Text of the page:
In Hungary, voter turnout hit 43.3% setting a record high since the country joined the EU in 2004.
Prime Minister Viktor Orbán’s Fidesz lead coalition secured 52.33% of the vote, up from 51% in 2014. Orbán, whose party won 13 seats, said that the result was a mandate from Hungarian voters to do three things: stop migration in Europe, defend a Europe of nations, and defend Europe’s Christian culture. “We will work together with everyone who wants to stop migration” Orbán said.
The centre-left Democratic Coalition (DK) won second place in the election with 16.2% of the vote, followed by Momentum, a liberal party entering the European Parliament for the first time with 9.9%. Amongst the smaller parties, the Socialists (MSZP) and far-right Jobbik secured 6.7% and 6.4% respectively.
The Fidesz party currently sits with the centre-right European People’s Party (EPP) in the European Parliament. In recent times Fidesz has clashed with the EPP’s leadership over Hungary’s record on the rule of law under Orbán, including its successful campain to force the Central European University (CEU) out of Budapest. However, it took a domestic media campaign condemning the current EPP President of the European Commission for the EPP to suspend Fdesz’s membership. Although suspended from internal EPP meetings Fidesz has not been expelled and as it stands will sit with the EPP lending the group 13 seats.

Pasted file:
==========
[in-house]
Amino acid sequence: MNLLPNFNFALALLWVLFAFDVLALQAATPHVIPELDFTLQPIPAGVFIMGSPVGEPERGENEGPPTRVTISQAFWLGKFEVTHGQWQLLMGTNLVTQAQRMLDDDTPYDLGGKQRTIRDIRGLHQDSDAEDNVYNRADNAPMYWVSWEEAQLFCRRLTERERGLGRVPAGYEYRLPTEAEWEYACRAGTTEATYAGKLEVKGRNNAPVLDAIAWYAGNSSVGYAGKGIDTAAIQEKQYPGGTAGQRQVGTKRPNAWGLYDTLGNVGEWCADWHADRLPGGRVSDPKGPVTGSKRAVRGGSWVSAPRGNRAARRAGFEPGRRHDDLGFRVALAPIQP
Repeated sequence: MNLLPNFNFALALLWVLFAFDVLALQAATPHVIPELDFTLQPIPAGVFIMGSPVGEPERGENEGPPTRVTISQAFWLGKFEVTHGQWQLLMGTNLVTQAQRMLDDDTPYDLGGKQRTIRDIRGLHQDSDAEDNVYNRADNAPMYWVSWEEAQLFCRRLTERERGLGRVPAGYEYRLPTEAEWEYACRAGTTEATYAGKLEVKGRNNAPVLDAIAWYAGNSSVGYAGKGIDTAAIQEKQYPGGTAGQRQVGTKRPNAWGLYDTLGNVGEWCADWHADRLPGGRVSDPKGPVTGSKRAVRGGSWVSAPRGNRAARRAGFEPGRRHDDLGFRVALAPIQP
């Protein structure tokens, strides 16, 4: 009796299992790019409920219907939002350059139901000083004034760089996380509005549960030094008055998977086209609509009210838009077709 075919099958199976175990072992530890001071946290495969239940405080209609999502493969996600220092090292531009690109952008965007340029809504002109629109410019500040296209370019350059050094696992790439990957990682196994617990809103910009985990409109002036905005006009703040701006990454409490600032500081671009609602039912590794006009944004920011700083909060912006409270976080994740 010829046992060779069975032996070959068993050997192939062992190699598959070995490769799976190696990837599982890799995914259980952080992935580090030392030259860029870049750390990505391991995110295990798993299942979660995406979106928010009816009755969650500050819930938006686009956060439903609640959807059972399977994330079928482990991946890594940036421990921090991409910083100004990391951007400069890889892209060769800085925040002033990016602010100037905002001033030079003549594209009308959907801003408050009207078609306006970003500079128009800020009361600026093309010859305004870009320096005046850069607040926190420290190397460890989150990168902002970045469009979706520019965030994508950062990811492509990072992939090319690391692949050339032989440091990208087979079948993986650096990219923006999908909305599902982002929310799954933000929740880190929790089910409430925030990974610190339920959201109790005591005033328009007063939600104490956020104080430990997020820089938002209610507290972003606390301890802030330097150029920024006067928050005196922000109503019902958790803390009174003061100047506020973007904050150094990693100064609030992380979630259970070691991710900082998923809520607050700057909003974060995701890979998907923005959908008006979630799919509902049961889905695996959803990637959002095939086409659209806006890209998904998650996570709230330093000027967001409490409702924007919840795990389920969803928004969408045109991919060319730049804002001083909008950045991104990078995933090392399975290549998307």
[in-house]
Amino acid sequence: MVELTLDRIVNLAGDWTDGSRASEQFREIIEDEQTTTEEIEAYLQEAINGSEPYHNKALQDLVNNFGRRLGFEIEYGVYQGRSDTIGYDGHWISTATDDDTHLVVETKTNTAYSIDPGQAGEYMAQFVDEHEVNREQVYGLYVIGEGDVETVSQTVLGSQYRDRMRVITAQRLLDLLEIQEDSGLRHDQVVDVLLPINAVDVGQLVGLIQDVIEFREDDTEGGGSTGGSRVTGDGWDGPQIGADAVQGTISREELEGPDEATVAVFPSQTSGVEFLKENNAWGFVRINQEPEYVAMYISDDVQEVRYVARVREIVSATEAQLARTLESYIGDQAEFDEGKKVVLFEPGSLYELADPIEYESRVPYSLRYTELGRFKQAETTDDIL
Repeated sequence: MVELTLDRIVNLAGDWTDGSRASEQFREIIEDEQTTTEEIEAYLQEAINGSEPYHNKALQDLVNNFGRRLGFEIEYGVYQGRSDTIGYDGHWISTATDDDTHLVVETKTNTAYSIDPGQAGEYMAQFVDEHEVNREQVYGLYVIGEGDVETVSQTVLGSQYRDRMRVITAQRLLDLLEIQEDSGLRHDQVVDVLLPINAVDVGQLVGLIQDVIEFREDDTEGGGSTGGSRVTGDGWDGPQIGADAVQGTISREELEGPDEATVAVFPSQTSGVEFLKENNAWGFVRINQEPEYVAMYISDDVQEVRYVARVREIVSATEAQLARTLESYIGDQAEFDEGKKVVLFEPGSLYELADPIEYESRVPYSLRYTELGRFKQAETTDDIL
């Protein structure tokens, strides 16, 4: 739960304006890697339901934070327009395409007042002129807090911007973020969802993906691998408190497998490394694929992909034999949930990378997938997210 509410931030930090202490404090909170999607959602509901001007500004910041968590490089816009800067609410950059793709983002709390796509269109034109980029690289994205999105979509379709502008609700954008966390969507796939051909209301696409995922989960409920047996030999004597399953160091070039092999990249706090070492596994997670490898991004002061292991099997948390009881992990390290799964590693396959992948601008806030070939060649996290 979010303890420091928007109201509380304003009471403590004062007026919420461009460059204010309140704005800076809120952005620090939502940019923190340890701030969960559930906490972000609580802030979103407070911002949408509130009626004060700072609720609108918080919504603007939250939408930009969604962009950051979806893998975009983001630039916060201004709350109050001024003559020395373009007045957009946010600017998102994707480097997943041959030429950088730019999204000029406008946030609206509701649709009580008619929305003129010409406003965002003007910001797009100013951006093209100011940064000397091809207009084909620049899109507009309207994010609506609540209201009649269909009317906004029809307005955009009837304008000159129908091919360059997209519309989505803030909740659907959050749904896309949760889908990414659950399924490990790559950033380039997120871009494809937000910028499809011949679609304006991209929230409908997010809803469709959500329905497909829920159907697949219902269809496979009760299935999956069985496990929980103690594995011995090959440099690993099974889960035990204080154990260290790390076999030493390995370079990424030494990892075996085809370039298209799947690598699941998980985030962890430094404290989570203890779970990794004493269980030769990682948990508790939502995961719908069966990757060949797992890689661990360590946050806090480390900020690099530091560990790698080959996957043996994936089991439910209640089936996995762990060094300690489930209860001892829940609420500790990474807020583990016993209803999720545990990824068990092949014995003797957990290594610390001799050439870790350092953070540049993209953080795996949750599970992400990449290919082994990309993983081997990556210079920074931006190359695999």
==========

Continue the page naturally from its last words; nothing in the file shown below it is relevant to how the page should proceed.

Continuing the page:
Orbán’s post-election rhetoric suggests that Fidesz may choose not to sit with the EPP preferring to align with more right-wing parties like Italy’s Lega Nord in a new group. In taking 13 seats from the EPP this would almost half the deficit between the S&D (148) and the EPP (178) putting pressure on the EPP’s ability to asserts its position as the largest political group. Orbán will no doubt attempt to leverage this to his advantage.